The other day when I got home from work our 6-year-old came running while simultaneously asking me to, “Guess what happened at school!”
I hand’t a clue, but I was certainly curious.
The words burst out of his mouth, “I stole the ball from the fourth best soccer player in the fifth grade!”
He and his fifth grade brother gave each other a high five with huge grins on their faces. Lorelei reminded him it was a good thing that we didn’t “take it easy” on him during the family soccer game at the farm last weekend (even thought he asked us to). She suggested that playing full steam with his fifth grade brother may have helped him become the new fourth best player in the fifth grade…as a first grader. He smiled even bigger.
This is a kid who insisted he did not want to play soccer. Conversely, Lorelei and I have insisted that all of our kids play recreational soccer. Whether or not they want to continue after the first couple of years is up to them. We believe the game is a great onramp into organized sports for all kids. At the recreational level it’s really about running around and having fun, and they get to have experiences with coaching and teamwork in loving, kind spaces.
This is our 6-year-old’s first season and he’s rocking it. After his reluctance to join up, he quickly found a place on the team and a place in his heart for the game. Now, he’s running with the pack, developing skills and having tons of fun each week. In the beginning, we could hardly get him to take the field for practice.
It was the same with piano lessons (another non-non-negotiable for the Berg kids). His energy around that weekly torment continues to ebb and flow. Ironically, he’s doing great in both endeavors. “Great” meaning engaged and demonstrating growth and intermittent joy around that growth. He’s learning to understand himself as a learner on the piano and on the soccer field, and that’s the name of the game as we sed it. He’s regularly feeling a sense of accomplishment, which research shows is good for health and well-being.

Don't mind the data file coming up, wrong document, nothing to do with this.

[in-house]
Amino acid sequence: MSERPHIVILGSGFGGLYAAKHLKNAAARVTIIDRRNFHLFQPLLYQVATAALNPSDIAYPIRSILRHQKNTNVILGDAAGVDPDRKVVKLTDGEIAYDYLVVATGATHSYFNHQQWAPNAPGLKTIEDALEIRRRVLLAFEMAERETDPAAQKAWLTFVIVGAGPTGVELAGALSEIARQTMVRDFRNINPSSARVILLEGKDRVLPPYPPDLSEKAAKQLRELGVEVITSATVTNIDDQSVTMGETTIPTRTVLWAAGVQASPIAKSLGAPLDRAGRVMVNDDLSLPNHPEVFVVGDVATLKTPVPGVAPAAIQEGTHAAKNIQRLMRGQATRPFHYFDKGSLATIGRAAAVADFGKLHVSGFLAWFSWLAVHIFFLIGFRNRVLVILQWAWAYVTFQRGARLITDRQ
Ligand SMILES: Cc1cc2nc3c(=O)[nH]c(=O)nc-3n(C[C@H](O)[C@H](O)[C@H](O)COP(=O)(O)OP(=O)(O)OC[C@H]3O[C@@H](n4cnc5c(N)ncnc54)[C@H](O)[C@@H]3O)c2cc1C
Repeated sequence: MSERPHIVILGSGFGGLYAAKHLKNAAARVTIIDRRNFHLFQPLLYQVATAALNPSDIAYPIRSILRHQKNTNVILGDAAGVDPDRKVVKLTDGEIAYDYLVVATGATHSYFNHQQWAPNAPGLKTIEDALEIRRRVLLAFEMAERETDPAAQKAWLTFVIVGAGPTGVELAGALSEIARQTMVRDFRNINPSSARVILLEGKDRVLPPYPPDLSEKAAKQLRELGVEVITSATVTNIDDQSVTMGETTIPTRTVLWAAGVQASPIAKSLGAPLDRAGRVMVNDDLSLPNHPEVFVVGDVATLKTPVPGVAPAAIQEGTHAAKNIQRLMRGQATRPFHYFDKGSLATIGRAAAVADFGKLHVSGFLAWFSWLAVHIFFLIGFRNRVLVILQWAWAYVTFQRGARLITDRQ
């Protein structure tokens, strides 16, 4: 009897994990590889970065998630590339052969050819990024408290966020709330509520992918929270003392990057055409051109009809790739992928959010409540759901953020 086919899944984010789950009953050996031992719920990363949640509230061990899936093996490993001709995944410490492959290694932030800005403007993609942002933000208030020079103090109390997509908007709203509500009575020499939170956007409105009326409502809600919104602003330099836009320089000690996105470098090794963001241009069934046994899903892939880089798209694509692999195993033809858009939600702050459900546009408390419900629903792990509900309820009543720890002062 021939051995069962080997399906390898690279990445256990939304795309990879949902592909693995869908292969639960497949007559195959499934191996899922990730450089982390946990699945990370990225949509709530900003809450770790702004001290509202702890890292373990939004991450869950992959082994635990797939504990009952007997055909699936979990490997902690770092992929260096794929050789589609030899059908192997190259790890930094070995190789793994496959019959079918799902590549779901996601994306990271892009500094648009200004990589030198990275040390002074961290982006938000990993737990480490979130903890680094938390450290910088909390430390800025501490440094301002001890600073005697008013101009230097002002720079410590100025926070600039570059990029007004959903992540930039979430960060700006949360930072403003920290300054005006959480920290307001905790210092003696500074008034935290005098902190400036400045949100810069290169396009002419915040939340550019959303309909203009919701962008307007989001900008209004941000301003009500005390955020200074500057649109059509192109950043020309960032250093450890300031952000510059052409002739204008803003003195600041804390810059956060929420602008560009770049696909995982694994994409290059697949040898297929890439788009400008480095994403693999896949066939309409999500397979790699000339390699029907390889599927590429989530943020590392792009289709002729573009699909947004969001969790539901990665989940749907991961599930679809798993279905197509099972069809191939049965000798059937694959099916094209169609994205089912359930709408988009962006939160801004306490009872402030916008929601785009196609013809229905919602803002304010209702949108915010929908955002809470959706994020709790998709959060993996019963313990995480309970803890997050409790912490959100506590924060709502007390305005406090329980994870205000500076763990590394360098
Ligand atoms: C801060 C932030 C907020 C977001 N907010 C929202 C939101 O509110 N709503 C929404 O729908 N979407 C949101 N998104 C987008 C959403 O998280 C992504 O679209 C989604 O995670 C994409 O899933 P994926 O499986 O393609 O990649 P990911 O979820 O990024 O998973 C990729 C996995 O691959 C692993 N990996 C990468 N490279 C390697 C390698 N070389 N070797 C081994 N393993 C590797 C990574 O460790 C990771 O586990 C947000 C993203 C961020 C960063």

Throughout the year there are plenty of wonderful events and activities available to our kids. I would suggest that it’s important to give them gentle nudges from time to time, and to help guide them through the resilience it takes to stay with short and long term goals, and community/team commitments.
Keep an eye out for programs and events for kids, have conversations to determine interest, approach those conversations with enthusiasm, push a bit when you see a spark, and be a guide through the challenges that kids face along pathways to progress as they learn the range of critical skills that will no doubt transfer to a multure of areas in school, work and life.
Community and school programs are safe and caring spaces for kids to make mistakes, experience and build through failures and successes, and problem solve around challenges and celebrate triumphs. Who knows, they may even find themselves becoming the fourth best soccer player in the fifth grade!
Thanks for reading…in it together for the kids!
Live. Love. Listen. Learn. Lead.